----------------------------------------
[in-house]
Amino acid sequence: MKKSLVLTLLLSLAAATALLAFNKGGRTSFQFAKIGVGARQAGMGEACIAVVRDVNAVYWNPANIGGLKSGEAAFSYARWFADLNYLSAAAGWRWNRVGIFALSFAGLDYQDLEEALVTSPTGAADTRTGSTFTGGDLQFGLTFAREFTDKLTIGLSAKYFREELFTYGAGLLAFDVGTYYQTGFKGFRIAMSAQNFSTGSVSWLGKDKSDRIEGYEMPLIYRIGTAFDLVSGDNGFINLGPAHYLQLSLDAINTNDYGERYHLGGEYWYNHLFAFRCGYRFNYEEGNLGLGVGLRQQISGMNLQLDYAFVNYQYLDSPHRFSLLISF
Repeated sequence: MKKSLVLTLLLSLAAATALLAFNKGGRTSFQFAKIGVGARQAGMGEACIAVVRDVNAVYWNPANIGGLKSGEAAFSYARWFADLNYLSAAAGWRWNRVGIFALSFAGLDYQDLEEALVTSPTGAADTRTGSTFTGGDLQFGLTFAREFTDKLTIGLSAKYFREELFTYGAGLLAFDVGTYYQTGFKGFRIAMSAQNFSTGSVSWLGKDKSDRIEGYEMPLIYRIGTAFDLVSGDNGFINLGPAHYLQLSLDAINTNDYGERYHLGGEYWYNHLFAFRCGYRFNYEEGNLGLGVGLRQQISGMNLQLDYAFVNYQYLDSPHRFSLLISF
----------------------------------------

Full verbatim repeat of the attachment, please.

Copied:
[in-house]
Amino acid sequence: MKKSLVLTLLLSLAAATALLAFNKGGRTSFQFAKIGVGARQAGMGEACIAVVRDVNAVYWNPANIGGLKSGEAAFSYARWFADLNYLSAAAGWRWNRVGIFALSFAGLDYQDLEEALVTSPTGAADTRTGSTFTGGDLQFGLTFAREFTDKLTIGLSAKYFREELFTYGAGLLAFDVGTYYQTGFKGFRIAMSAQNFSTGSVSWLGKDKSDRIEGYEMPLIYRIGTAFDLVSGDNGFINLGPAHYLQLSLDAINTNDYGERYHLGGEYWYNHLFAFRCGYRFNYEEGNLGLGVGLRQQISGMNLQLDYAFVNYQYLDSPHRFSLLISF
Repeated sequence: MKKSLVLTLLLSLAAATALLAFNKGGRTSFQFAKIGVGARQAGMGEACIAVVRDVNAVYWNPANIGGLKSGEAAFSYARWFADLNYLSAAAGWRWNRVGIFALSFAGLDYQDLEEALVTSPTGAADTRTGSTFTGGDLQFGLTFAREFTDKLTIGLSAKYFREELFTYGAGLLAFDVGTYYQTGFKGFRIAMSAQNFSTGSVSWLGKDKSDRIEGYEMPLIYRIGTAFDLVSGDNGFINLGPAHYLQLSLDAINTNDYGERYHLGGEYWYNHLFAFRCGYRFNYEEGNLGLGVGLRQQISGMNLQLDYAFVNYQYLDSPHRFSLLISF